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[Xmca-l] Re: Request for advice
I have been reading your question and the thread that evolved over the past
days with great interest. Developing 'outstanding universities at
international level' is one of the goals in the Education Development
Strategic Plan 2011-2020 and is echoed in the Fundamental and Comprehensive
Education Sector Reform launched by the Vietnamese communist party at the
end of 2013. It is all about prestige. So it is clear why the goal is being
pursued, but it remains questionable how relevant and desirable it is.
In my opinion, becoming a top 100 university in Vietnam will not so much
rely on teaching but probably more on the research that will be conducted.
A paper published by Harvard Kennedy School in 2008 showed that Vietnamese
universities hardly produced any publications in international
peer-reviewed journals. Of course, language is also an important issue in
this matter but not the only one. Check at your own university how many
staff is actually involved in research. Evidence-based thinking did not
gain much ground yet in the country, so the value attached to sound &
rigorous research is limited. If efforts to become more renowned at
international level result in a more vibrant research culture, it is maybe
a good thing.
As some in this thread argued, being proficient in the own language first
and getting a proper grasp of abstracts concepts first could lead the lead
to better proficiency in an another language later on. And this is also a
big issue in Vietnam, be it not related to English and higher education. I
am on behalf of a bilateral donor involved in policy dialogues with
Ministry of Education and Training in Hanoi and the discussion around
instructional language is purely a political one, but reduced and presented
as a technical one. Based on the expressed concern to be inclusive,
Government does efforts to teach language minority children (around 10% of
the population, +/- 1 million children) Vietnamese as soon as possible in
order to safeguard their education opportunities which are only offered in
Vietnamese. The assimilation to the majority Kinh culture occurs along the
way. Minority languages are just seen (and taught) as cultural artifacts
(not in the AT sense; better call it relics) and not as a living language.
Efforts made by many development partners to encourage bi-lingual teaching
as part of preserving ethnic minority cultures have mostly been
Just some thoughts; I am aware this might not help a lot for your
On Sun, Jan 3, 2016 at 7:42 AM, Helena Worthen <firstname.lastname@example.org>
> I am presently working at Ton Duc Thang University in Vietnam. English is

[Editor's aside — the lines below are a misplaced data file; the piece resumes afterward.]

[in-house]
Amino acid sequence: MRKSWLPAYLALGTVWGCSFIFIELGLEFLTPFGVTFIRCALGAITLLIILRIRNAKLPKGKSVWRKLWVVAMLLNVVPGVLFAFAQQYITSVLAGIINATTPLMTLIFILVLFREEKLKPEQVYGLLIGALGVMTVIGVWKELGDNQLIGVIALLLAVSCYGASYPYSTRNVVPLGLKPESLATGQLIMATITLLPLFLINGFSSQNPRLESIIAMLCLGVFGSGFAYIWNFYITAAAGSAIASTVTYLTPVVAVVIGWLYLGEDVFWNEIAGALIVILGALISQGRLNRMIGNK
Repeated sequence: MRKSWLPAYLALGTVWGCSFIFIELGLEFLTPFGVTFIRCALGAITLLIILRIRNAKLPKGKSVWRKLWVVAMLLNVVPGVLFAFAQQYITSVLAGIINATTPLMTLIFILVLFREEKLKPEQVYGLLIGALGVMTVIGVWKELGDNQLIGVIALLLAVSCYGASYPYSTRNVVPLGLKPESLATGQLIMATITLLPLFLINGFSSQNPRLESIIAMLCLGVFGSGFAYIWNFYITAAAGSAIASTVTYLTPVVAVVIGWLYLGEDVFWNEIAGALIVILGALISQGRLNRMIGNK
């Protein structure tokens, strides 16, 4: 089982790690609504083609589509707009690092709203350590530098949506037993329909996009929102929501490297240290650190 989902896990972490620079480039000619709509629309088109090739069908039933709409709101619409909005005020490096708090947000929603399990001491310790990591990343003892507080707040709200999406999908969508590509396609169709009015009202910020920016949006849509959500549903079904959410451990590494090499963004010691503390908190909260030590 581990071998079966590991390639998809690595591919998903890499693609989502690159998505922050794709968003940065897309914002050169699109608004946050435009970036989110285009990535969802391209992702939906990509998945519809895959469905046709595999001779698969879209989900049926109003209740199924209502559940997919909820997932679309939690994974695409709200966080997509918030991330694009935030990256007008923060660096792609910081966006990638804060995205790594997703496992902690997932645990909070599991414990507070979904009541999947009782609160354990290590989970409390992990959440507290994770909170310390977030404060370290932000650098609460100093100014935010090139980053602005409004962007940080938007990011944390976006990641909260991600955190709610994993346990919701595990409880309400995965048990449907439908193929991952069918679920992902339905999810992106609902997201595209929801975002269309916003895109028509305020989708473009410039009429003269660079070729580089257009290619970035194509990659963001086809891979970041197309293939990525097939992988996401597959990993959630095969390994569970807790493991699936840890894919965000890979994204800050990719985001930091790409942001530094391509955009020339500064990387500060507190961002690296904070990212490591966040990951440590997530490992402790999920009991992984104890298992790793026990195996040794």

> all the rage.
> In an effort to become one of the "Top 100" universities in the world by
> 2037, TDTU has adopted a new curriculum, which will be taught in English.
> This plan results in many top-down practices that make me heartsick, such
> as trolling the internet to identify classes taught at Top 100 universities
> (according to a certain list) that post syllabi that can be replicated and
> textbooks that can be bought, reduced to power points and then used to
> teach a class, in English by professors whose English may be good for
> reading or writing but is not ready for conversation.
> The plan is coming from the top administration. The students are used to
> working hard and getting over what I see as impossible obstacles (class
> size 70 or more, no private office hours for consultation, no books --
> unless you can borrow the teacher's copy and run to the copy shop). It's
> the teachers, who take their work seriously, who are caught in the middle.
> So I have been asked to make a presentation to the faculty about teaching
> methods. First time around, they asked me to describe teaching at Top 100
> universities, meaning specifically US "top" places like Harvard, Cornell,
> Berkeley, Stanford. Since I actually have direct experience of these
> institutions for various reasons, I set to it and wrote about the working
> conditions for tenured faculty at elite institutions, the ups and downs of
> it. This was not the presentation they wanted (low course load, small
> class size, big libraries, etc) so now I've been asked to be more concrete
> and talk about methods.
> I think I have to say something very clear about the problems of teaching
> in English when your English is not great.
> Let me emphasize that the teachers (lecturers, they are called; they
> mostly have MAs, not PhDs, are untenured and young -- in their 30s or early
> 40s at most) are serious about doing their jobs. yes, they are getting
> pressure from above and have been threatened with being replaced if they
> don't rise to the occasion. But they are also very serious about doing the
> right thing for their students. Getting an education in English is a door
> to the global world and they know it.
> I want to say that an English-only approach will oversimplify the concepts
> that they are hoping to transmit (share). Some concepts are incommensurate
> across languages and will require elaboration in the home language. This is
> probably true of whole registers of discipline-specific concepts, right?
> I am pretty sure that people on this list have experience with this. Can
> someone help me say this succinctly and clearly? I will probably only be
> able to devote a short paragraph to this in my actual presentation lest
> they hook me off the stage.
> Thanks in advance,
> Helena Worthen
> Vietnam blog: helenaworthen.wordpress.com